THE LOCAL Food and Drug Administration (FDA) has approved the generic version of Pfizer, Inc.’s anti-coronavirus pill, its chief said on Monday night.

FDA Director-General Oscar G. Gutierrez, Jr. said the agency had approved the compassionate special permit application for Paxlovid, which will be sold under the brand name Bexovid.

The drug, a combination of nirmatrelvir and ritonavir, is prescribed to patients aged 12 and older who have mild to moderate infection, he said.

He added that Bexovid, which was first authorized for use in the United States, could reduce the risk of hospitalization or death by 89% when the treatment is taken within three days after symptoms occur, and 88% within five days.

Mr. Gutierrez said the drug would be available to government hospitals once the local supplier, Biocare Lifescience, Inc. starts delivery.

He said it’s up to the Health department to determine how the generic drug will be made available to patients. He said the country was still in talks with Pfizer for the emergency use authorization for the Paxlovid.

The FDA said these medicines are not a substitute for vaccines even if they can help in the fight against COVID-19.

Paxlovid could be prescribed more broadly as an at-home treatment to help reduce illness severity, hospitalizations and deaths, as well as cut the probability of infection after exposure among adults, according to Pfizer’s website.

“It has demonstrated potent antiviral in-vitro activity against circulating variants of concern, as well as other known coronaviruses, suggesting its potential as a therapeutic for multiple types of coronavirus infections,” it said.

The antiviral drug has the potential to save patients’ lives, reduce the severity of COVID-19 infections and eliminate up to nine out of 10 hospitalizations, Pfizer said in November.

“Given the continued global impact of COVID-19, we have remained laser-focused on the science and fulfilling our responsibility to help healthcare systems and institutions around the world while ensuring equitable and broad access to people everywhere.”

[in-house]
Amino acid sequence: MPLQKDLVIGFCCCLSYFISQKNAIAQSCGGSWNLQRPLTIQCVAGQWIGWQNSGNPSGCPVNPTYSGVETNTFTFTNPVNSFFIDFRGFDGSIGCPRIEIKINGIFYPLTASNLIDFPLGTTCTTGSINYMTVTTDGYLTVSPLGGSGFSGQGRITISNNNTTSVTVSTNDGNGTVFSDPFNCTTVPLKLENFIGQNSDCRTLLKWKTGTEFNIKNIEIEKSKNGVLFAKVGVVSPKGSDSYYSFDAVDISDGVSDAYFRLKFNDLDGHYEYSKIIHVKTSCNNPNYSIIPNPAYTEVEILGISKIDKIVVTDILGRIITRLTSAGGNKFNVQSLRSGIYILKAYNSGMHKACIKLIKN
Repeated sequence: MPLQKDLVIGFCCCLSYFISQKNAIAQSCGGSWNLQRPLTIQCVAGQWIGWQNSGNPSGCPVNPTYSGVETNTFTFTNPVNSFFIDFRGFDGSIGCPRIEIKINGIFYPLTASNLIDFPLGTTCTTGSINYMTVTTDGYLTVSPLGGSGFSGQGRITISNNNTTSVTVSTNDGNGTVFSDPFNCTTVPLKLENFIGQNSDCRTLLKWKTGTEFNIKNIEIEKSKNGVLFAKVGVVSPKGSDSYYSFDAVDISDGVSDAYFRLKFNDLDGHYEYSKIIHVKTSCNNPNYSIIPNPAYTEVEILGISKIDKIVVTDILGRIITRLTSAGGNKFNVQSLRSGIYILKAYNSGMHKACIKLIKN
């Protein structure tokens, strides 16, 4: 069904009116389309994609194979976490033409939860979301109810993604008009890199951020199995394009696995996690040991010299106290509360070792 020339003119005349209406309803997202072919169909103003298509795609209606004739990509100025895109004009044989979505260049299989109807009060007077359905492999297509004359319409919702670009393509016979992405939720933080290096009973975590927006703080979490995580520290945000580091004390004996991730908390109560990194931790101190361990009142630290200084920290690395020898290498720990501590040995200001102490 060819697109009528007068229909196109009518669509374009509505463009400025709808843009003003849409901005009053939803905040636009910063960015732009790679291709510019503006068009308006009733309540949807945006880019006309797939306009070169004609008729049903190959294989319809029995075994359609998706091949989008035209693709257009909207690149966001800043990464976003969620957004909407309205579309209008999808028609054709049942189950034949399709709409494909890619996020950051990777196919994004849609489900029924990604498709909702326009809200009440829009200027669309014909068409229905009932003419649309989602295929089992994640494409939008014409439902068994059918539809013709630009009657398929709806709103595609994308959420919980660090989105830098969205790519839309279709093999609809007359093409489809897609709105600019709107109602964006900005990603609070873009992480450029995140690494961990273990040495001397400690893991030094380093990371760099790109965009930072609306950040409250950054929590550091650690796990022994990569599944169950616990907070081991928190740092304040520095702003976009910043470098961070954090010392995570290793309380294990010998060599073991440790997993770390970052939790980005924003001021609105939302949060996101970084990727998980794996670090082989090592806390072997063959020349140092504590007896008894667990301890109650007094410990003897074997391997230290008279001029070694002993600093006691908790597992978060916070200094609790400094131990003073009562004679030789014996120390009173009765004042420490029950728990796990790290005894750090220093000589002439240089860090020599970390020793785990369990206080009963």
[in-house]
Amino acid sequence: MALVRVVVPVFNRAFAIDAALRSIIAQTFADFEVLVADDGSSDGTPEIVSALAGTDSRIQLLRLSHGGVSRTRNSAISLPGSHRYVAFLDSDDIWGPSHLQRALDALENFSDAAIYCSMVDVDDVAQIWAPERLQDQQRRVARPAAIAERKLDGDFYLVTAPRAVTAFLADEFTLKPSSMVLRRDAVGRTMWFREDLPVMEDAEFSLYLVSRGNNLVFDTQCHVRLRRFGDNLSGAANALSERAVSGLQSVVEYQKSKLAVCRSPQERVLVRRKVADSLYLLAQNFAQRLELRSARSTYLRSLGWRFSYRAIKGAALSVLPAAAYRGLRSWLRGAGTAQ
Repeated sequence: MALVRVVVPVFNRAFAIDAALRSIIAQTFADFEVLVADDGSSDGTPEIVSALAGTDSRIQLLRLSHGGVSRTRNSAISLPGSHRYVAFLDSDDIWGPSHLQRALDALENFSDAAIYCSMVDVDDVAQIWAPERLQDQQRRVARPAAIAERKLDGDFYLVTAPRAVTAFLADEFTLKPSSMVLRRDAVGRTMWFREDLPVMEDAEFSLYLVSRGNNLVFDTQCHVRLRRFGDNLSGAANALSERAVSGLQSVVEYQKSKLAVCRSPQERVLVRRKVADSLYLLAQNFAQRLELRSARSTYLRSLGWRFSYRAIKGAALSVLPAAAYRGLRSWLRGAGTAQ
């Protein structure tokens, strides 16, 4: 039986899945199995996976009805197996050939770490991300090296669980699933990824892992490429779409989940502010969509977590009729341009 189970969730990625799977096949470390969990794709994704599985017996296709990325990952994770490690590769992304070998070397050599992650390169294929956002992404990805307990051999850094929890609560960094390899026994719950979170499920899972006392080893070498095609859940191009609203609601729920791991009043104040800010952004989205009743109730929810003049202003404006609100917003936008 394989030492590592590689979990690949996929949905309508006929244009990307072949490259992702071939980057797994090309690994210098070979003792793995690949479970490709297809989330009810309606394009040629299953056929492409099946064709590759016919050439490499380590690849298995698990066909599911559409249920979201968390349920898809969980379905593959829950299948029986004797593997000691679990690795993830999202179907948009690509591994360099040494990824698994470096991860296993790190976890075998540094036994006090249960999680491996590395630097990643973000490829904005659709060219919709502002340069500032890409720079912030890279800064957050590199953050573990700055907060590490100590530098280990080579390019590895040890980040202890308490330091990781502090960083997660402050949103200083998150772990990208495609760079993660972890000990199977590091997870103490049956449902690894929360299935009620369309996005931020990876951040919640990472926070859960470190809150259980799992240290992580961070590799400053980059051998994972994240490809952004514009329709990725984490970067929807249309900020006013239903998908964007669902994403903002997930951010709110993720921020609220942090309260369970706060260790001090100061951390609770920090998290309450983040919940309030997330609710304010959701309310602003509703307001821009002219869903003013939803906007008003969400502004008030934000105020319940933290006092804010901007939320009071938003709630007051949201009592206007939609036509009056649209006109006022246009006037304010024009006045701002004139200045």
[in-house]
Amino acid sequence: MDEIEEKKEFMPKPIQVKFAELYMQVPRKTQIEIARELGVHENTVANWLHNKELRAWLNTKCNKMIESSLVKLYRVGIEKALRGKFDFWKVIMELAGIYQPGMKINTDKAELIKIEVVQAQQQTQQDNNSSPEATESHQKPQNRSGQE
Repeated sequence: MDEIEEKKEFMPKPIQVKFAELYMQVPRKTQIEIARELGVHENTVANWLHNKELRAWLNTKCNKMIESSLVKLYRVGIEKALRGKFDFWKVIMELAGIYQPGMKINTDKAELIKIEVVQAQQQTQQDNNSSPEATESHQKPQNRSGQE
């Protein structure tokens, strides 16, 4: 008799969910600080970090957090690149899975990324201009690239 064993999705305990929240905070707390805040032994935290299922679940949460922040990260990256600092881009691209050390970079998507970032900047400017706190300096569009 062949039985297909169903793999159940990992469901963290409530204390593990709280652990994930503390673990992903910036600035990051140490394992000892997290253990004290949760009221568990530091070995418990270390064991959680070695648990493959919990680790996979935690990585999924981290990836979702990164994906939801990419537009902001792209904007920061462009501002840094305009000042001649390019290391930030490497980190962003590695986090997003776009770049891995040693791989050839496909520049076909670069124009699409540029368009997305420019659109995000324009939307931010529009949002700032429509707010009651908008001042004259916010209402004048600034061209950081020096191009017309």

The US has authorized the emergency use of Pfizer’s Paxlovid and Merck’s molnupiravir and allocated for shipment to states, but the supply is tight and the rollout varies from state to state, according to the National Public Radio (NPR) website.

Right now, the drugs are just for patients at the highest risk of developing severe COVID-19 illness. People with weakened immune systems including transplant patients and older adults are especially vulnerable. Many of the hundreds of thousands of people testing positive for the coronavirus would not be candidates for the treatments, it said.

The US Department of Health and Human Services had allocated about 65,000 treatment courses of Paxlovid and 300,000 courses of molnupiravir to states and programs around the country last week, but many had not made it to their destinations, NPR said on Dec. 31.

That hasn’t stopped patients from asking for them, however. The US FDA authorized the pills for emergency use just before Christmas.

Meanwhile, the Philippine FDA was evaluating two product applications for self-administered COVID-19 test kits, Mr. Gutierrez said. The Department of Health will soon issue guidelines on their use.

Several government officials have backed the use of personal test kits as the government struggles to contain a fresh surge in infections. — Kyle Aristophere T. Atienza